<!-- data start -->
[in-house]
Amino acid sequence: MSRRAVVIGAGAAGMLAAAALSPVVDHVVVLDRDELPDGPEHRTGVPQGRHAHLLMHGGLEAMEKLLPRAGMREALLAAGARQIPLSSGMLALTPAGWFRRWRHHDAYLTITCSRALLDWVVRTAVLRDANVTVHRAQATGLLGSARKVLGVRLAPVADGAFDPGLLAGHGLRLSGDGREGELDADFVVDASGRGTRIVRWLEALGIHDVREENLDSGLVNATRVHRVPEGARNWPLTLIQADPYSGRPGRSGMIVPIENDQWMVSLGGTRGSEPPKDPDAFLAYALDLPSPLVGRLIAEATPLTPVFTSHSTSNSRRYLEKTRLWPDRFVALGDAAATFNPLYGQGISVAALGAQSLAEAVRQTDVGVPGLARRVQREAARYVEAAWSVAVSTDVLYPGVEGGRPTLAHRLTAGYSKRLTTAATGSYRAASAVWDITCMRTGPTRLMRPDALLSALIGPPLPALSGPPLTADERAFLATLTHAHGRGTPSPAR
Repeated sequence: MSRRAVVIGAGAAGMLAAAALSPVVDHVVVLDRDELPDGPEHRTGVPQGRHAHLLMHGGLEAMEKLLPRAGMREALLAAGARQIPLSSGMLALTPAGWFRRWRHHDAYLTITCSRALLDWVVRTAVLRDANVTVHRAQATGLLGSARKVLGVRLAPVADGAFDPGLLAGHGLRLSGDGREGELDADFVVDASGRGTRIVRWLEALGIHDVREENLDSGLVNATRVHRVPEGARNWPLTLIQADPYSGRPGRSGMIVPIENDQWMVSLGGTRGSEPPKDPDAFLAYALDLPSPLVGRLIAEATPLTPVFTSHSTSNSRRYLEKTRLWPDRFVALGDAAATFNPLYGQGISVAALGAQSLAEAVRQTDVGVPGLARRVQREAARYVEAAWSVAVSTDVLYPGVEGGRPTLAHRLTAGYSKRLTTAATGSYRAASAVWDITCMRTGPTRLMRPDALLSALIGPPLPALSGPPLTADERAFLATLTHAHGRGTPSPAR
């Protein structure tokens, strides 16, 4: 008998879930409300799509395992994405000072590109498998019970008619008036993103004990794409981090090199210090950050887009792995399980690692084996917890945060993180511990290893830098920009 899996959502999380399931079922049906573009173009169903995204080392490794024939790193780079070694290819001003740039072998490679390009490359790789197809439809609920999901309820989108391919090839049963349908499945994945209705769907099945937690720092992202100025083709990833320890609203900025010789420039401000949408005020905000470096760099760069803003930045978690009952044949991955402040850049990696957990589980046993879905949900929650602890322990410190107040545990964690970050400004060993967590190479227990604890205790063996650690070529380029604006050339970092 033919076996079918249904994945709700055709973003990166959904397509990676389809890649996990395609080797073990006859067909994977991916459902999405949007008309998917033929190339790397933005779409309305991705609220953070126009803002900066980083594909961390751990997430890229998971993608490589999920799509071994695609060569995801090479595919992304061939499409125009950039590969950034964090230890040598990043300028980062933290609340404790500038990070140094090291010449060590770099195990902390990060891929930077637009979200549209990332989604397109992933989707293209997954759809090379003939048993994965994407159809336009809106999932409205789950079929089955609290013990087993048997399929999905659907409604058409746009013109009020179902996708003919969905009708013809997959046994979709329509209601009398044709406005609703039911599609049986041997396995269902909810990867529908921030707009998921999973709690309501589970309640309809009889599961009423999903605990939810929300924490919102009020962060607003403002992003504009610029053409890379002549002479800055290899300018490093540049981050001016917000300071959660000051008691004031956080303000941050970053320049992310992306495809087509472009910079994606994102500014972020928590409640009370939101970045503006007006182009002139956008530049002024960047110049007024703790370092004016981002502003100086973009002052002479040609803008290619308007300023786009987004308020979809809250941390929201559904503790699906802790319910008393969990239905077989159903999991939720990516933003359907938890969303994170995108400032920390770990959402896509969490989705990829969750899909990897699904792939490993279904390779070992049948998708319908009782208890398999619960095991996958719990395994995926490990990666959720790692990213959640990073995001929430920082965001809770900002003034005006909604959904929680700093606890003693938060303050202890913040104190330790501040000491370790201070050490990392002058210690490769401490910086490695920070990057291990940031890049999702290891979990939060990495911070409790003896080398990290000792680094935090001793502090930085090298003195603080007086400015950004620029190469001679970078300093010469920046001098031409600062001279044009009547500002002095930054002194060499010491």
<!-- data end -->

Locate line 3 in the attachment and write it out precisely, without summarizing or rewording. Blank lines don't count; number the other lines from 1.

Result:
Repeated sequence: MSRRAVVIGAGAAGMLAAAALSPVVDHVVVLDRDELPDGPEHRTGVPQGRHAHLLMHGGLEAMEKLLPRAGMREALLAAGARQIPLSSGMLALTPAGWFRRWRHHDAYLTITCSRALLDWVVRTAVLRDANVTVHRAQATGLLGSARKVLGVRLAPVADGAFDPGLLAGHGLRLSGDGREGELDADFVVDASGRGTRIVRWLEALGIHDVREENLDSGLVNATRVHRVPEGARNWPLTLIQADPYSGRPGRSGMIVPIENDQWMVSLGGTRGSEPPKDPDAFLAYALDLPSPLVGRLIAEATPLTPVFTSHSTSNSRRYLEKTRLWPDRFVALGDAAATFNPLYGQGISVAALGAQSLAEAVRQTDVGVPGLARRVQREAARYVEAAWSVAVSTDVLYPGVEGGRPTLAHRLTAGYSKRLTTAATGSYRAASAVWDITCMRTGPTRLMRPDALLSALIGPPLPALSGPPLTADERAFLATLTHAHGRGTPSPAR